I resisted seeing this movie for some time. Not sure why - probably because the title put me off. However it is one of the funniest, sharpest movies I have seen in many a year and I have to agree with "Filmdome" that it has something of "Dr Strangelove" about it. The notion that three American political consultants could go over to Russia and successfully assist Boris Yeltsin to win the 1996 election would be ludicrous if it weren't for the fact that it is true! The three protagonists Jeff Goldblum (George), Anthony LaPaglia (Dick) and Liev Schreiber(Joe) have great on-screen rapport and charisma which only serves to heighten the manic atmosphere and paranoia of the piece. The notion that they can't trust anyone pervades the film giving this satire an added dimension; all their most private thoughts and plans have to be expressed on the balcony to their apartment. Even the CIA have them bugged. Their only respite appears to be in the bar at the hotel where a rather bad Russian Elvis Presley impersonator befriends them and offers invaluable information as to the Russian psyche. The film is interspersed with genuine footage from the campaign, plus Yeltsin's bizarre dancing episode which I'm sure any of you out there with long memories must remember as it was one of the most surreal bouts of electioneering ever to have been televised! Naturally George, Dick and Joe are equally unimpressed. Goldblum is touching in his gentle and restrained romancing of Tatiana (Yeltsin's daughter)though I suspect that in reality this did not happen. Dick turning blue in a snowstorm on the tarmac at the airport and barricading the door to their apartment on election night while Joe hides under his jacket, and the musical car journey back to the airport at the end of the film are just a hint at the great moments in this very good movie.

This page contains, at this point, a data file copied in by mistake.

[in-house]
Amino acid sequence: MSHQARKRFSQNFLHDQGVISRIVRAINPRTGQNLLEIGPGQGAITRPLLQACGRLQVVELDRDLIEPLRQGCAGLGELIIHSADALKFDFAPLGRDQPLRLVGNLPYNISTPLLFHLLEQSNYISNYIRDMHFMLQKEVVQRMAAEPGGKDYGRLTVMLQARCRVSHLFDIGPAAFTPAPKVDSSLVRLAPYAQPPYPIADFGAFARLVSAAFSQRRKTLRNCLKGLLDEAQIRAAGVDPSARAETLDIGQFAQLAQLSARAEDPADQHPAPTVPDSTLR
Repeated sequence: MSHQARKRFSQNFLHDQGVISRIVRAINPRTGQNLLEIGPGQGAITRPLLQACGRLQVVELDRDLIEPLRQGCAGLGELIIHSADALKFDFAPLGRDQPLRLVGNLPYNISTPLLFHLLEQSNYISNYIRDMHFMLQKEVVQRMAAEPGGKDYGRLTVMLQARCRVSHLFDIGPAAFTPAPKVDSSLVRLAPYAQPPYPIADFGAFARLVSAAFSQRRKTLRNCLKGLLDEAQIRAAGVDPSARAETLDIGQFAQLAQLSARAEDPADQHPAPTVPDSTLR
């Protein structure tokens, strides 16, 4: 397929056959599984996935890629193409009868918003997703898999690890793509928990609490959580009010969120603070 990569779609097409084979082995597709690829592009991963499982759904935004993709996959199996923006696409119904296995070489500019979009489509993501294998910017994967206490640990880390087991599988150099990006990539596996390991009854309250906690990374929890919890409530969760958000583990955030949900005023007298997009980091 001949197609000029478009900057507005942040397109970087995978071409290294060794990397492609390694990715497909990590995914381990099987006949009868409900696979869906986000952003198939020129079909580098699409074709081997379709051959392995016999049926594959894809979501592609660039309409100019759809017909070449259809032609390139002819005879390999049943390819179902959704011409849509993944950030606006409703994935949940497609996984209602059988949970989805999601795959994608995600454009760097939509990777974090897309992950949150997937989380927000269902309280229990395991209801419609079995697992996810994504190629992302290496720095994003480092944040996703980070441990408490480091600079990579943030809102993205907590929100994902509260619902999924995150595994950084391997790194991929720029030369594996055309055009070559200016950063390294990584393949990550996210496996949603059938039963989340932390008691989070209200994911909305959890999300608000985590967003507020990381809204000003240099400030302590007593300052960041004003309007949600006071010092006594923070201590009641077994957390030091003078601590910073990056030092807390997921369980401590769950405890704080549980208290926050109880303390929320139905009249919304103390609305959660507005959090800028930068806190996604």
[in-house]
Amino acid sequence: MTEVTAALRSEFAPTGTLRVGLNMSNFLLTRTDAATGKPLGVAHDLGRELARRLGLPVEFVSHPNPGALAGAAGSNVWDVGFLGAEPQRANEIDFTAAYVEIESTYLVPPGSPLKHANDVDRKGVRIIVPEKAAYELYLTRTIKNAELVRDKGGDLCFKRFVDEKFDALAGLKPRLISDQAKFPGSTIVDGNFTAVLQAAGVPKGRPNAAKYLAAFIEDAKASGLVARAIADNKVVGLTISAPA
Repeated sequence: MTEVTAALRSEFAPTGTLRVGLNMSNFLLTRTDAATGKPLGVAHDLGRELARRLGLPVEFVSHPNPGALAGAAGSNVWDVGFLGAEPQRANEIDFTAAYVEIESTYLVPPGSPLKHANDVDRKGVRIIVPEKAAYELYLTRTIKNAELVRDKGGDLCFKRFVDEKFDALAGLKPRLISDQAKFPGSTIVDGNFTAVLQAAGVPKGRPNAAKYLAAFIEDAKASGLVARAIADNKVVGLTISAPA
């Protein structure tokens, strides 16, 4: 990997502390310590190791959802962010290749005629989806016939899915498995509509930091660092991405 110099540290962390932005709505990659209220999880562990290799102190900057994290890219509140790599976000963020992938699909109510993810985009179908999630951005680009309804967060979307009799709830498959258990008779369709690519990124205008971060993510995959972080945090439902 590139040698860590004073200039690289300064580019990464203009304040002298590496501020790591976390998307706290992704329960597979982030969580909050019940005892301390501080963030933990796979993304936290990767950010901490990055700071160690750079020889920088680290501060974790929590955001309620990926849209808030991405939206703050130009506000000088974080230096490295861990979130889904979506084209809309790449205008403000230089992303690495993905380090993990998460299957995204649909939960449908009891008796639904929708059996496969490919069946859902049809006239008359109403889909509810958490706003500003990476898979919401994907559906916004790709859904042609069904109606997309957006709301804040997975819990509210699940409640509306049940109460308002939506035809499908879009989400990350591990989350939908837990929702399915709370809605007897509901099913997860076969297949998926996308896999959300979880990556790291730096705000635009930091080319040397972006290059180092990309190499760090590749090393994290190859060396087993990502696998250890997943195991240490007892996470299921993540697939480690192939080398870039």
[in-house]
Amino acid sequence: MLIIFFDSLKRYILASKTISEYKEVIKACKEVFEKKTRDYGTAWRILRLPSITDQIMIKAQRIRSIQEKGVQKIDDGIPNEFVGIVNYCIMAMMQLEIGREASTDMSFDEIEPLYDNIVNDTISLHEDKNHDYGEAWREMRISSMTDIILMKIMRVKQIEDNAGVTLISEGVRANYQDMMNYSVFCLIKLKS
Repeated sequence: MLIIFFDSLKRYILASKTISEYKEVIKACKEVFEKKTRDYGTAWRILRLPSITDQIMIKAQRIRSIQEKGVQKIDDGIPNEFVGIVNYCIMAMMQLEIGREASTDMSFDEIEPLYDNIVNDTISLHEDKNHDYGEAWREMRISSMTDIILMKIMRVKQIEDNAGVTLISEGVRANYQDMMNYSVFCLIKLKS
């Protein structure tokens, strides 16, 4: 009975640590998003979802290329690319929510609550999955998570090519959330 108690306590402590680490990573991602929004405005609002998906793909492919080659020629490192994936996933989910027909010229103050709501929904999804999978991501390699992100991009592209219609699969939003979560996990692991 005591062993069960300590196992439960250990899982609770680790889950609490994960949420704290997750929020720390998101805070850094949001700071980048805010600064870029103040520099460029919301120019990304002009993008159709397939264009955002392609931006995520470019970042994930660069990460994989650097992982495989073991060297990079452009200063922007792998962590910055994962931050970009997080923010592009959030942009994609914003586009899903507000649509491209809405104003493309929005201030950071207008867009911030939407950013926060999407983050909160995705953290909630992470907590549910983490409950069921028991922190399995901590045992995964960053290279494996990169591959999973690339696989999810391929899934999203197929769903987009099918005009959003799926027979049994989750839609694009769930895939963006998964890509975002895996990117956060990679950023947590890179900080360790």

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not based on the true events
vlados20023 March 2008
When you read the comment on this film, that it's smart and funny political comedy based on true events - the only true word here is that it's a comedy. If you're told it's insider movie about Russian politics - it's not. There's probably only 2% in the movie from what really happened in Russia during that election-campaign. In reality of the 1996 it was thousand times more interesting to follow the situation and that was a real funky election-campaign. Well, there were PR-advisers from the US working in the Yeltsin's staff, but their role was just minimal. The whole campaign was totally different from what is shown in the movie, it would be much funnier showing all the president's people riding across the country with paper boxes full of cash, and the celebrities giving the shows to support Yeltsin all over the place - at least that would be true. I give it three only because of the respect to Jeff Goldblum, Antony LaPagglia, and Liev Schreiber. And about the machine guns on the streets of Moscow. I was living in the place that had the highest amount of hard crime in Russia in the middle of 90-s and never seen a man with the gun on the street.
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dbborroughs31 March 2004
Three American campaign advisers go to Russia to help Yeltsin win the election and a good time was had by viewers.

This is the true story of three guys who went to Moscow to win an election and did so despite death threats (from the people who wanted Yeltsin elected but feared he'd lose- don't ask) and being watched by everyone in the country and outside it.